Body red-brown to brown; antennomeres 6–11, postero-lateral and apical portions of elytra, and sometimes shoulders and portion near scutellum slightly darker; ocelli, mouthparts, antennomeres 1–5, legs, abdominal tergite VIII and apical part of abdomen yellow. Head without punctures, with regular and strong isodiametric microsculpture; pronotum with sparse, moderately small punctures, lacking along midline, with strong and slightly larger microsculpture than that of head; punctation of elytra slightly larger than that of pronotum, forming very indistinct longitudinal rows along entire length of each elytron, narrow band along elytral suture without punctures, microsculpture slightly larger than that on pronotum and distinctly coarser; abdomen without punctation, with distinct isodiametric (abdominal tergites III–V) or cellular (abdominal tergites VI–VIII) microsculpture.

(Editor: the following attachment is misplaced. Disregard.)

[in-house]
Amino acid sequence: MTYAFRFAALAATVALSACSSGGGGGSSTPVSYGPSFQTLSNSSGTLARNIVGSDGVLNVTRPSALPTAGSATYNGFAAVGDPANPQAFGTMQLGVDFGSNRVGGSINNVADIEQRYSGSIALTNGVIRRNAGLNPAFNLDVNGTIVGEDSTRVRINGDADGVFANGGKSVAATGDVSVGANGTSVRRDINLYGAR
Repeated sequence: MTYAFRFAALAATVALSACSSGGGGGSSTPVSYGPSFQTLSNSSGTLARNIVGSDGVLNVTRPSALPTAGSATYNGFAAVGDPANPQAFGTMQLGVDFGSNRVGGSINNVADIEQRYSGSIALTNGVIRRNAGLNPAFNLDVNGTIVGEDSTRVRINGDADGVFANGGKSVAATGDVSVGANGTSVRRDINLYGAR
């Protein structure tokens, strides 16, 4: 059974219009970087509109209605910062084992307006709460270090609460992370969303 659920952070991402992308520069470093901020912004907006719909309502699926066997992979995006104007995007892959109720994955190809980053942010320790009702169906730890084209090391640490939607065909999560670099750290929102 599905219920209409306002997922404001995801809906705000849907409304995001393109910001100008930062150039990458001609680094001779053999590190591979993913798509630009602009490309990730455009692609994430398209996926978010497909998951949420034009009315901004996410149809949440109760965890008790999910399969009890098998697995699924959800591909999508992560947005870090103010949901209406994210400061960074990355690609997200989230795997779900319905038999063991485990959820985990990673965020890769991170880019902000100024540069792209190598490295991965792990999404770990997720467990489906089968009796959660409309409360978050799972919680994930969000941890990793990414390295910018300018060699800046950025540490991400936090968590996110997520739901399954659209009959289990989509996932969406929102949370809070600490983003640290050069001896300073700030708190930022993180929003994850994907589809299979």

Head slightly convex between ocelli, 1.6–1.7 times as broad as long, with short and deep straight anteocellar foveae extending from moderately large ocelli; posterior parts of orbital margin located very close to medium-sized eyes. Antennae short; antennomere 6 distinctly broader than antennomere 5, penultimate antennomere nearly twice as wide as long; antennomeres with lengths × widths: 1: 0.07 × 0.03; 2: 0.05 × 0.02; 3: 0.06 × 0.01; 4–5: 0.03 × 0.02; 6: 0.03 × 0.03; 7–10: 0.03 × 0.05; 11: 0.07 × 0.05.

FIGURES 13–20. Aedeagus (13, 15, 17, 19) and endophallus (14, 16, 18, 20) of Paraphloeostiba formosana   : 13 −14, 17− 18 −parameral view, 15 −16, 19− 20 −lateral view; 13−16: paratype: Taiwan, Chenkung; 17−20: paratype: Taiwan, Tengchih. Scale bar: 0.1 mm.